It seems to me to be absolutely the correct way forward. In the same way we don’t force every student to study Spanish, why should we make them all use the same computer? It’s about personalisation, and it’s about flexibility.

This is clearly not one of those changes that can happen overnight, and at the request of @eylanezekiel I wanted to try and write up what we are doing. I’m not suggesting this is the best, or only, way to achieve it, and we are learning and modifying this plan as we go. We are always open to comments, questions and suggestions, and we’d be happy to support any others that would like to head down this path too.

What we have done so far:

1) Talk to the students

We did this in plenty of informal situations, but also used our student ICT school improvement group to more formally survey the student population about student owned devices. This group then collated the results, wrote a draft AUP for allowing students to use their devices in school, and then pitched it to SLT, staff, students and governors. These guys are brilliant. You should all have a group like this.

2) Developed our policies

#byod is a culture change, but the reasons why are clear and you can be controlled about it. This isn’t some big free for all, your lesson isn’t constantly interrupted by ringing phones, etc. It is down to the individual staff member, guided by the department heads to choose which/when/how in a lesson electronic devices can be used.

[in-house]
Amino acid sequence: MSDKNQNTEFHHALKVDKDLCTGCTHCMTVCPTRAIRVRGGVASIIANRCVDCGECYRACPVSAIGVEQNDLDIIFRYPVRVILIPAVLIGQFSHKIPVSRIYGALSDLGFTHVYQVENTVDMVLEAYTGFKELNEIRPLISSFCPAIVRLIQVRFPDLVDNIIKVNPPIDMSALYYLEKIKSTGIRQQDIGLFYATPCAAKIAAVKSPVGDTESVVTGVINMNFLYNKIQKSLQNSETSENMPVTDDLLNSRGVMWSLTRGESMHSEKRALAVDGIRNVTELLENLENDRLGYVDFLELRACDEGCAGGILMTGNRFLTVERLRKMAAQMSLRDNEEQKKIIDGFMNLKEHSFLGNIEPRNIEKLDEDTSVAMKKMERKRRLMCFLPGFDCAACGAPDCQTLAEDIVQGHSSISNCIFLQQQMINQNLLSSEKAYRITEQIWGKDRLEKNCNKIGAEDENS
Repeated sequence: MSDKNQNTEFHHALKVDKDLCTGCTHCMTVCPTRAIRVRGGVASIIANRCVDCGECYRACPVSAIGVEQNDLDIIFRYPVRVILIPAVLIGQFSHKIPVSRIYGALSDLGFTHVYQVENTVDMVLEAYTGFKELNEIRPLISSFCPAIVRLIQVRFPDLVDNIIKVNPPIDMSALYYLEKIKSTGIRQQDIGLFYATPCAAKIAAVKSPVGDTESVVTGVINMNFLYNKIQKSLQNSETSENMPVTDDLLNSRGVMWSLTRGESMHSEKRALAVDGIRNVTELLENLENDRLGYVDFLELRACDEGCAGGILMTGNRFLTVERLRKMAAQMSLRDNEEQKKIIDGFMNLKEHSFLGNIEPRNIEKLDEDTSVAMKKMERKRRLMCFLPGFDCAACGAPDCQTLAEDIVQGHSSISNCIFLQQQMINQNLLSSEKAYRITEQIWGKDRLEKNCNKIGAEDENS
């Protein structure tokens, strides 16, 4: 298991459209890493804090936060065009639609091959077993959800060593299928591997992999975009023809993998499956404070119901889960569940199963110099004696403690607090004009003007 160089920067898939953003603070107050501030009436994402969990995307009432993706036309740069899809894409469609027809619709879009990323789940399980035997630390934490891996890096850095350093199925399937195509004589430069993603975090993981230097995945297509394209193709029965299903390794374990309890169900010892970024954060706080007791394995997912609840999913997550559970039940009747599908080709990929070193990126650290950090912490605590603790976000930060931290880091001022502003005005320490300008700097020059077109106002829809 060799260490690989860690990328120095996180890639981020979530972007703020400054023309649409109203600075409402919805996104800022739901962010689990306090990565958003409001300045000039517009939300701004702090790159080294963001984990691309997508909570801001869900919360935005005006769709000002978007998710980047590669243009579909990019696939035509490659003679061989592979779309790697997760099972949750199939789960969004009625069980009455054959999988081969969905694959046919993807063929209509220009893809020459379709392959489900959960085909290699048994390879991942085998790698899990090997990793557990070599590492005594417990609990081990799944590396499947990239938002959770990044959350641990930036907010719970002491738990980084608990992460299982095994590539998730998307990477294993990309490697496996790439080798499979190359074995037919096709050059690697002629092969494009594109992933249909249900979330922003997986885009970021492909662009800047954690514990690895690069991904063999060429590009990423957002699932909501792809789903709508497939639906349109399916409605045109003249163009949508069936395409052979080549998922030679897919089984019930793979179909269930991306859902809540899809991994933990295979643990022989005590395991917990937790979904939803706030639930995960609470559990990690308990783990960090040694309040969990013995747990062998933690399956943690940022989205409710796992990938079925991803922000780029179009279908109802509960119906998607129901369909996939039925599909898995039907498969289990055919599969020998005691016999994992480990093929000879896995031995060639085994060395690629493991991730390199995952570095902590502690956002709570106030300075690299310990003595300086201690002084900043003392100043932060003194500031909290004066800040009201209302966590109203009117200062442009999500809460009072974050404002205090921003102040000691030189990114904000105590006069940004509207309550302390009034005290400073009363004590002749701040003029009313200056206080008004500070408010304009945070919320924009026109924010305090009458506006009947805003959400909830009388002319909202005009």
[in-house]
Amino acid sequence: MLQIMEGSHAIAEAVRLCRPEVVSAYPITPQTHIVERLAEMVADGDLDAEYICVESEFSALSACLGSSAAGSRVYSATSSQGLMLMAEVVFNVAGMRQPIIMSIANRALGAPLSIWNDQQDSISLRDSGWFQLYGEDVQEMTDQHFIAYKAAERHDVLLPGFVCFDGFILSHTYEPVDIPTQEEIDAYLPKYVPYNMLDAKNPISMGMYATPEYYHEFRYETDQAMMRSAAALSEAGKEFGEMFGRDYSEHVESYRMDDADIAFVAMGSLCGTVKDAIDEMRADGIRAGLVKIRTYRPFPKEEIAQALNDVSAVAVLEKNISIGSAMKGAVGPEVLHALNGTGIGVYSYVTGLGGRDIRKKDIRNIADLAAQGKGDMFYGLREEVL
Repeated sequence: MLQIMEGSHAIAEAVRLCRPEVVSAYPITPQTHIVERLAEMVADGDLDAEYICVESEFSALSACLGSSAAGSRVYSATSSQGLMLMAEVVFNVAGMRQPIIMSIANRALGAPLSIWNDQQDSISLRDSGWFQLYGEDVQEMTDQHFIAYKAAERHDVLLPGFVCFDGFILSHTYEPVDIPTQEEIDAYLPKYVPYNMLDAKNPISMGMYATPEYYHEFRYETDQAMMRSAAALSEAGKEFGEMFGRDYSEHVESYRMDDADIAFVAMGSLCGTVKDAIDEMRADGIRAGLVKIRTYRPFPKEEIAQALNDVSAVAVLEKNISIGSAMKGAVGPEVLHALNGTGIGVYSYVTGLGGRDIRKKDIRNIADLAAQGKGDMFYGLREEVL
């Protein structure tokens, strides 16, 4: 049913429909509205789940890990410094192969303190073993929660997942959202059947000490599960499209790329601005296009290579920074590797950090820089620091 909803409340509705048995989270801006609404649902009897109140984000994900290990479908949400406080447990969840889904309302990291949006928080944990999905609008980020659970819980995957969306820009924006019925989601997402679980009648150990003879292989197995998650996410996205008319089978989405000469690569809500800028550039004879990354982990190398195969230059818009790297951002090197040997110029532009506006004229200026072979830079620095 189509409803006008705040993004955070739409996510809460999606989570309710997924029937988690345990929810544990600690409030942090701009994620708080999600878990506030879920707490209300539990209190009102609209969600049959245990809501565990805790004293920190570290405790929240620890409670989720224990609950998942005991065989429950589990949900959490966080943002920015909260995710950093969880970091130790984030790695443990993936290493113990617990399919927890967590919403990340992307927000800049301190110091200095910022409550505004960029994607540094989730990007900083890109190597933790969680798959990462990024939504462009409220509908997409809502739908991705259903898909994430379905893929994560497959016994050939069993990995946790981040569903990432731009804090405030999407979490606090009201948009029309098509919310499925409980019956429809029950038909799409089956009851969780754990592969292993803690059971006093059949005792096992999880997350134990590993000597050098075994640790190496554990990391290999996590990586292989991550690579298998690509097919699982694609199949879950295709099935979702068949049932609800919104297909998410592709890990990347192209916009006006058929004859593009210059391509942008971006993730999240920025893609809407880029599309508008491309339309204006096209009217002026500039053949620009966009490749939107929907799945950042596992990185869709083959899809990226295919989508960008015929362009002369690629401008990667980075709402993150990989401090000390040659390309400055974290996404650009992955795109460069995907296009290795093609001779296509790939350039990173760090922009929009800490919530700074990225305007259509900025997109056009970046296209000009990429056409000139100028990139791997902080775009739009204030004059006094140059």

3) Opened up limited parts network & started the move to the cloud

@jamesyale is the technical genius on the team for those who want detail, but our standard wireless now allows a user to connect any device, providing they enter their school username and password. Access is still restricted and filtered in all the ways you would expect, and the username/password allows us to log use, develop different rules for staff, etc, etc.

We also made the jump over to Google Apps. There are other ways to do this, but it is the start of our development to become platform, as well as device agnostic. It’s that flexibility word again.

4) Built a genius bar!

  <img src="http://tdalton.co.uk/wp-content/uploads/2011/10/img.jpg" alt=""/>

Well, sort of (photo is from work in progress during the summer)… We are lucky in terms of student devices. The vast majority of our kids carry an array of technology that would make IBM envious. But, equality of access is really very important to us. The new genius bar, among other things, provides the backup devices. Maybe a staff member wants every student in one lesson to have a specific piece of technology- the bar can provide loan kit for these. Perhaps they need a few extra iPods to give to students who don’t have a similar device for a particular task. The bar provides a loan pool with a booking system to supplement student owned devices. It also provides a constant staff presence who can support and inspire users. I’ll post again later in the term about this as it warrants a little more detail.

5) Engaged the staff

Our new techs AST is the absolute key here. @ribbk and the members of our staff ICT school improvement group are tasked with sharing good practice and supporting our others with new technologies. They organise regular learning focused, sessions supporting teachers using the technology and build confidence. And, they are key members in their departments for a lead on new technologies.